Emerging targets for antidepressant therapies

Jeffrey J. Rakofsky, Paul E. Holtzheimer, Charles B. Nemeroff

Research output: Contribution to journalReview articlepeer-review

61 Scopus citations


Despite adequate antidepressant monotherapy, the majority of depressed patients do not achieve remission. Even optimal and aggressive therapy leads to a substantial number of patients who show minimal and often only transient improvement. In order to address this substantial problem of treatment-resistant depression, a number of novel targets for antidepressant therapy have emerged as a consequence of major advances in the neurobiology of depression. Three major approaches to uncover novel therapeutic interventions are: first, optimizing the modulation of monoaminergic neurotransmission; second, developing medications that act upon neurotransmitter systems other than monoaminergic circuits; and third, using focal brain stimulation to directly modulate neuronal activity. We review the most recent data on novel therapeutic compounds and their antidepressant potential. These include triple monoamine reuptake inhibitors, atypical antipsychotic augmentation, and dopamine receptor agonists. Compounds affecting extra-monoamine neurotransmitter systems include CRF1 receptor antagonists, glucocorticoid receptor antagonists, substance P receptor antagonists, NMDA receptor antagonists, nemifitide, omega-3 fatty acids, and melatonin receptor agonists. Focal brain stimulation therapies include vagus nerve stimulation (VNS), transcranial magnetic stimulation (TMS), magnetic seizure therapy (MST), transcranial direct current stimulation (tDCS), and deep brain stimulation (DBS).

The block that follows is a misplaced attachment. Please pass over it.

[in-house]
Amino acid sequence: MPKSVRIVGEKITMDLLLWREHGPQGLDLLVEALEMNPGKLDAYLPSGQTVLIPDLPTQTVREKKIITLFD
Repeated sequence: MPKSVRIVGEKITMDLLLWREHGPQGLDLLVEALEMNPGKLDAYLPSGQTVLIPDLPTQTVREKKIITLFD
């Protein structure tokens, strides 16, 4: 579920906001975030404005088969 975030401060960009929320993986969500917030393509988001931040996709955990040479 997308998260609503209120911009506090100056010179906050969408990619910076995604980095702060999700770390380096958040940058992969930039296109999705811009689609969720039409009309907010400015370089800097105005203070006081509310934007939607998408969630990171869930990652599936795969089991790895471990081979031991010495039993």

Original languageEnglish (US)
Pages (from-to)291-302
Number of pages12
JournalCurrent Opinion in Chemical Biology
Issue number3
StatePublished - Jun 2009
Externally publishedYes

ASJC Scopus subject areas

  • Analytical Chemistry
  • Biochemistry


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